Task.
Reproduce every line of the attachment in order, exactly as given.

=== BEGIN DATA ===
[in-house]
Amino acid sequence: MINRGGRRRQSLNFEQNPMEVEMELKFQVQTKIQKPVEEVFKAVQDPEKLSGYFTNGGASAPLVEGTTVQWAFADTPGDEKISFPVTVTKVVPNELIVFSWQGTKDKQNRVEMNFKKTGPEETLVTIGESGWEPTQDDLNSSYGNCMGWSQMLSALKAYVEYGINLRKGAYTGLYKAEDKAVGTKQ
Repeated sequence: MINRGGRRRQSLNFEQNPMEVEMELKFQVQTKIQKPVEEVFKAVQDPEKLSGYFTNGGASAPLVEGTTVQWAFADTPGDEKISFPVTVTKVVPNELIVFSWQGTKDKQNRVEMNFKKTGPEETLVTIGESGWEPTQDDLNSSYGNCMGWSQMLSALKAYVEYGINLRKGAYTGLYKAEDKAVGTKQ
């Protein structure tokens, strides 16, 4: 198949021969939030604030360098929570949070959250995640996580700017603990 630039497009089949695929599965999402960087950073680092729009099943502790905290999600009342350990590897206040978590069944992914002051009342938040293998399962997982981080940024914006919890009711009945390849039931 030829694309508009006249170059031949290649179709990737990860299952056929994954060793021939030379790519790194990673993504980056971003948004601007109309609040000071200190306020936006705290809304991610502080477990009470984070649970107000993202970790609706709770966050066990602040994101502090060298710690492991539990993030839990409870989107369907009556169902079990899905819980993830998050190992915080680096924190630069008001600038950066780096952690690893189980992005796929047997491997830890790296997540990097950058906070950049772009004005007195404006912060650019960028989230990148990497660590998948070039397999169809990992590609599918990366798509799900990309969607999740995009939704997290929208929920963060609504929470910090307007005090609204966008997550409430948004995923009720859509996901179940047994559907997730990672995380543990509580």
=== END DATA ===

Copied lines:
[in-house]
Amino acid sequence: MINRGGRRRQSLNFEQNPMEVEMELKFQVQTKIQKPVEEVFKAVQDPEKLSGYFTNGGASAPLVEGTTVQWAFADTPGDEKISFPVTVTKVVPNELIVFSWQGTKDKQNRVEMNFKKTGPEETLVTIGESGWEPTQDDLNSSYGNCMGWSQMLSALKAYVEYGINLRKGAYTGLYKAEDKAVGTKQ
Repeated sequence: MINRGGRRRQSLNFEQNPMEVEMELKFQVQTKIQKPVEEVFKAVQDPEKLSGYFTNGGASAPLVEGTTVQWAFADTPGDEKISFPVTVTKVVPNELIVFSWQGTKDKQNRVEMNFKKTGPEETLVTIGESGWEPTQDDLNSSYGNCMGWSQMLSALKAYVEYGINLRKGAYTGLYKAEDKAVGTKQ
């Protein structure tokens, strides 16, 4: 198949021969939030604030360098929570949070959250995640996580700017603990 630039497009089949695929599965999402960087950073680092729009099943502790905290999600009342350990590897206040978590069944992914002051009342938040293998399962997982981080940024914006919890009711009945390849039931 030829694309508009006249170059031949290649179709990737990860299952056929994954060793021939030379790519790194990673993504980056971003948004601007109309609040000071200190306020936006705290809304991610502080477990009470984070649970107000993202970790609706709770966050066990602040994101502090060298710690492991539990993030839990409870989107369907009556169902079990899905819980993830998050190992915080680096924190630069008001600038950066780096952690690893189980992005796929047997491997830890790296997540990097950058906070950049772009004005007195404006912060650019960028989230990148990497660590998948070039397999169809990992590609599918990366798509799900990309969607999740995009939704997290929208929920963060609504929470910090307007005090609204966008997550409430948004995923009720859509996901179940047994559907997730990672995380543990509580």